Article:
Mutual Funds

DSP BlackRock Opportunities Fund: A year marked by churning

Yoganand D. | Updated on June 23, 2012

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DSP BlackRock Opportunities Fund has a mandate to invest in a diversified portfolio of large- and mid-cap stocks. That said, its share of large-cap stocks has been greater than 65 per cent traditionally. While the fund beat its benchmark, the S&P CNX 500, over three- and five-year periods, it has in recent times underperformed the index.

When compared with peer group funds, too, a few other opportunities funds such as UTI Opportunities, Reliance Opportunities and HSBC Progressive Themes have delivered better returns over the past six months and one year. The fund is at the bottom of the list of funds that have a multi-cap strategy. What were the fund's sector and stock choices?

Sector trends

The fund progressively increased its allocation in its top sector preference, banks, from 13 per cent a year ago to 19 per cent in May. In fact holdings went to as high as 21 per cent in some of the months in 2012. That banks and software sectors found place in the fund’s top sector holdings in any particular period shows that the fund is optimistic on them. It also raised its share in software from 11 to 14 per cent over the past one year.

The fund doubled its holdings in telecom service sector between May and November 2011. However, the fund drastically reduced its allocation in this sector from 9 per cent to 2 per cent. This could have been due to uncertainty in telecom regulations.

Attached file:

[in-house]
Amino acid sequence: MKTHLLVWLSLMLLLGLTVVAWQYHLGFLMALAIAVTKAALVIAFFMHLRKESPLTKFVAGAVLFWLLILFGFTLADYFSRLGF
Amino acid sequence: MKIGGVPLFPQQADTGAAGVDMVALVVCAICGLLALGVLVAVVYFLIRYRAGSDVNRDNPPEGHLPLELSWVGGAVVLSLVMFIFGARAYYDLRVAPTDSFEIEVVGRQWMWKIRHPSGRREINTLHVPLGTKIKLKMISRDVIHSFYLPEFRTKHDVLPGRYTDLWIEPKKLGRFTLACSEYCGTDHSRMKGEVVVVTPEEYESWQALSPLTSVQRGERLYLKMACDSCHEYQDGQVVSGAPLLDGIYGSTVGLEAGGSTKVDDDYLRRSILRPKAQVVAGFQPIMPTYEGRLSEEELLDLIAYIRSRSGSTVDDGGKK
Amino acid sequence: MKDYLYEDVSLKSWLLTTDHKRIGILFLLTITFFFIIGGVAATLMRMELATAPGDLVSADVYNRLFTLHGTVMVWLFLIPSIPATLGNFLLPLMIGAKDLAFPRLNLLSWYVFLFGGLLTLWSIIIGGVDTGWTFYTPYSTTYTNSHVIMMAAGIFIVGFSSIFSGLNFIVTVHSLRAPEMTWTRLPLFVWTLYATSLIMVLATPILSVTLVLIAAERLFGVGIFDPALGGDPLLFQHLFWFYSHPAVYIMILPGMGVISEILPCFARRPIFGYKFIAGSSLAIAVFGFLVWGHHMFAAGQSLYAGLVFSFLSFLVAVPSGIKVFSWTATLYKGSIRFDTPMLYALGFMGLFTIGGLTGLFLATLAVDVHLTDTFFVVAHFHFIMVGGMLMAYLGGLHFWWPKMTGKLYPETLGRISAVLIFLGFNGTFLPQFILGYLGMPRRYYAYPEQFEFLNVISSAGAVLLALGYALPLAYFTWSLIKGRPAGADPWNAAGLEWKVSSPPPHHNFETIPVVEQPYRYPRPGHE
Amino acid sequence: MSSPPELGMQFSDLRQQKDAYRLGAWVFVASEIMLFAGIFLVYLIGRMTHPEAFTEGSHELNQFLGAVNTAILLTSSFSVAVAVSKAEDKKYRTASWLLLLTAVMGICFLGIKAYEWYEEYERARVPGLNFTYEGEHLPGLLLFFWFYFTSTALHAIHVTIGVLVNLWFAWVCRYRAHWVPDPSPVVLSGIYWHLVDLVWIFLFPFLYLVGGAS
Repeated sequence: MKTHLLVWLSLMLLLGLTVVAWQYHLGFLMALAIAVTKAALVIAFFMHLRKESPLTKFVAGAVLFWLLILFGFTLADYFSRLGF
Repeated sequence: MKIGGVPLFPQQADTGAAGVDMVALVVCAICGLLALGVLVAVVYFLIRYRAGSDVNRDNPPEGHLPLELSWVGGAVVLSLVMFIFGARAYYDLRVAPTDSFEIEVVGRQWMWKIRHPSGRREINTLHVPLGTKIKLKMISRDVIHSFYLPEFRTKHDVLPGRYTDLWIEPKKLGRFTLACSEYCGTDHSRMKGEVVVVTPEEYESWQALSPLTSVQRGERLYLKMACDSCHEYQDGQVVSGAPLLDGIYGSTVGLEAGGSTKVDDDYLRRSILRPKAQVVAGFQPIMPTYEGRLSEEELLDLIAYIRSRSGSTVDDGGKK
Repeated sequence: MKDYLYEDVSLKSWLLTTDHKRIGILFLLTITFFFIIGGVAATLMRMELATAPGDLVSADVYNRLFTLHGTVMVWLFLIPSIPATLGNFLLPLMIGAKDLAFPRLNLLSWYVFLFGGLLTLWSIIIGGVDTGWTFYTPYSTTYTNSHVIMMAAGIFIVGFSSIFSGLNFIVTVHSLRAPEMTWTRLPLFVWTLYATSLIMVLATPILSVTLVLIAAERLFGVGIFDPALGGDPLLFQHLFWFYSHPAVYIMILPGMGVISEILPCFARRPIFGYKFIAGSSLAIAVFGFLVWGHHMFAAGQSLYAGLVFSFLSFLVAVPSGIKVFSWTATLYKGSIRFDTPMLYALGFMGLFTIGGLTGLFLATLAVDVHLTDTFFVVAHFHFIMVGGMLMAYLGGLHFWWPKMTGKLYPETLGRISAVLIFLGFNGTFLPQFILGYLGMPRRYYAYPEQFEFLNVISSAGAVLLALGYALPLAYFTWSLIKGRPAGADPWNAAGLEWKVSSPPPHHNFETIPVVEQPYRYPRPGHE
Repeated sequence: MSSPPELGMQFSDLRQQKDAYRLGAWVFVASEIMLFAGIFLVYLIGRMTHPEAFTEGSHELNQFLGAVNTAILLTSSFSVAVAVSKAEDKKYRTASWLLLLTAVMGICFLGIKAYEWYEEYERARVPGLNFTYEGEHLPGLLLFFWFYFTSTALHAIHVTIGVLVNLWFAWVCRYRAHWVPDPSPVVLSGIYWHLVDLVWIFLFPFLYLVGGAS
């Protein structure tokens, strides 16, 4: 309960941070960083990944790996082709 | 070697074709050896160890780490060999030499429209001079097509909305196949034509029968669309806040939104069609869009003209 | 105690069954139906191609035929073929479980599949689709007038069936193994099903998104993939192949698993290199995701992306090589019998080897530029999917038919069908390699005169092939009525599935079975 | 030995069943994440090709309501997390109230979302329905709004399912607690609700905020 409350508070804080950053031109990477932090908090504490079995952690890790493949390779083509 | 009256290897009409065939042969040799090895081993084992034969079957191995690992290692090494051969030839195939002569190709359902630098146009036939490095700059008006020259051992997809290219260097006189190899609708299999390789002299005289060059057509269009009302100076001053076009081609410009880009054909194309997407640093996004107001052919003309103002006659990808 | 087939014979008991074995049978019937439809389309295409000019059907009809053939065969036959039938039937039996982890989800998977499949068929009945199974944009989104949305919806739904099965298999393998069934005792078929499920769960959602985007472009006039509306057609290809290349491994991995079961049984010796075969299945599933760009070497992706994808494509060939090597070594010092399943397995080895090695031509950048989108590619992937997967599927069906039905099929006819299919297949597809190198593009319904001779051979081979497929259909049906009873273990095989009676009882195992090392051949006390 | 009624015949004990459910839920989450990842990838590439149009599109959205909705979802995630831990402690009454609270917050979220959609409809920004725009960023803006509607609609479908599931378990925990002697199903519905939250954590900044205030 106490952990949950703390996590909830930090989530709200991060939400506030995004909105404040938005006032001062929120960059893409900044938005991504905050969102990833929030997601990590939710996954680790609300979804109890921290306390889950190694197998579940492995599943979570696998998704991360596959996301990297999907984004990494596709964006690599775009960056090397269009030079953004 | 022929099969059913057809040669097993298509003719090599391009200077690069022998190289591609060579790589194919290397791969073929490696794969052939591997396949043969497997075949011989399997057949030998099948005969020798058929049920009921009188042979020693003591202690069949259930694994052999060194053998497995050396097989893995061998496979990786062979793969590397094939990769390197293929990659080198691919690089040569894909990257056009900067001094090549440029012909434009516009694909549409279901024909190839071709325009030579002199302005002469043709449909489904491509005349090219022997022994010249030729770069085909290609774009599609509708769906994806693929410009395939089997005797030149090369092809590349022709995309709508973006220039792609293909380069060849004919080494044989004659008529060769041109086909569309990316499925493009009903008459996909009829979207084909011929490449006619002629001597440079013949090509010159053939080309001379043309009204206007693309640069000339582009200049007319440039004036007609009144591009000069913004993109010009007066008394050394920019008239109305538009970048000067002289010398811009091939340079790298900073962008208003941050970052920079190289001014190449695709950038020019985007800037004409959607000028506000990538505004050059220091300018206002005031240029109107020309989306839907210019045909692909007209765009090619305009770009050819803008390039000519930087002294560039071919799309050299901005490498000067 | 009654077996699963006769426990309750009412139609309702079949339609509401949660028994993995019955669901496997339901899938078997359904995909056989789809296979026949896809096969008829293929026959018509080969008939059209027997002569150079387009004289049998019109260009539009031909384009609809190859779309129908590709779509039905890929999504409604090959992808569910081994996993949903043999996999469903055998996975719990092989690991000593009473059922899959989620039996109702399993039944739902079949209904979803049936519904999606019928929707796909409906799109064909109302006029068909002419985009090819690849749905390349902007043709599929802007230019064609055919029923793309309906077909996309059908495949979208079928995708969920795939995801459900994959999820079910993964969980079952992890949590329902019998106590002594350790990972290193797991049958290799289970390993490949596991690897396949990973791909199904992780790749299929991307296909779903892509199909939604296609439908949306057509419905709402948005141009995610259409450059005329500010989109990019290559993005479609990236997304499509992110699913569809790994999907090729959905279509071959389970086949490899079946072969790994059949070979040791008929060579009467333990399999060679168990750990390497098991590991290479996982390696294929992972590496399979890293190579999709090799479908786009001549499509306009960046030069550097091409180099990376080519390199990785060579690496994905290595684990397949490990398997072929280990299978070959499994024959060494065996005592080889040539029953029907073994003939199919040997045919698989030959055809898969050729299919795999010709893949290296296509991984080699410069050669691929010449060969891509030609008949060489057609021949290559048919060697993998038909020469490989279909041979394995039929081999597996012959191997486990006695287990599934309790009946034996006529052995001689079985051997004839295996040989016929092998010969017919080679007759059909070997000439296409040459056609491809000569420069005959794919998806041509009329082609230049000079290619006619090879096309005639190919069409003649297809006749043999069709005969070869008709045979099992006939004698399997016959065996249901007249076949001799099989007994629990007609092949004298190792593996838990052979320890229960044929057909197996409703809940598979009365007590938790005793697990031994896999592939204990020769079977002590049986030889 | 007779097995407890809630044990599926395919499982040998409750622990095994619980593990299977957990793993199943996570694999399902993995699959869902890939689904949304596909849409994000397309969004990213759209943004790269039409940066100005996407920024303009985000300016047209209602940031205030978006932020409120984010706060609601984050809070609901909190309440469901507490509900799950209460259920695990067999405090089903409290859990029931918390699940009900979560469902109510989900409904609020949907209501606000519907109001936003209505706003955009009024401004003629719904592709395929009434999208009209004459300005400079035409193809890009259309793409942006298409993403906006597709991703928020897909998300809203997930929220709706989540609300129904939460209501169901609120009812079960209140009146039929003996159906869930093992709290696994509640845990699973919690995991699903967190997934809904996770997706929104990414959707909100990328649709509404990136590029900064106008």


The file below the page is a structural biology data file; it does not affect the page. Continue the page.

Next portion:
Interestingly over the year, the fund completely exited certain sectors but re-entered them. They were construction projects, power, minerals, oil, and consumer durables. Sectors such as pharma, consumer non-durables and petroleum products saw significant churning in their portfolio over the year.

Overall, high exposure to the underperforming banking sector, with excessive churning within the space, besides exposure during the year to the underperforming telecom space, dragged returns. Exposure to oil and power space also hurt. During the year the assets under management fell by 25 per cent to Rs 551 crore. This fall is slightly higher than the dip in net asset value.

Stock Moves

The fund held anywhere between 52 and 62 stocks in the last one year. In the banking space, while it initially preferred private sector banks such as ICICI Bank and HDFC Bank, it also added State Bank of India later. The fund steadily churned its holding in this space. ICICI Bank, for instance, had the highest weight a year ago, but moved out of the top ten by November. It has once again been brought back as the top holding in the fund’s portfolio.

The fund increased its holding in SBI to 4 per cent. This move turned out to be good as the stock outperformed over the last six months delivering 34 per cent returns. ICICI Bank and HDFC Bank gained 21 per cent and 24 per cent respectively in the period. ITC, Bharti Airtel and Karur Vysya Bank were other stocks to move out of the top holdings while Hindustan Unilever and Nestle India were the new entrants over the last twelve months.

Published on June 23, 2012

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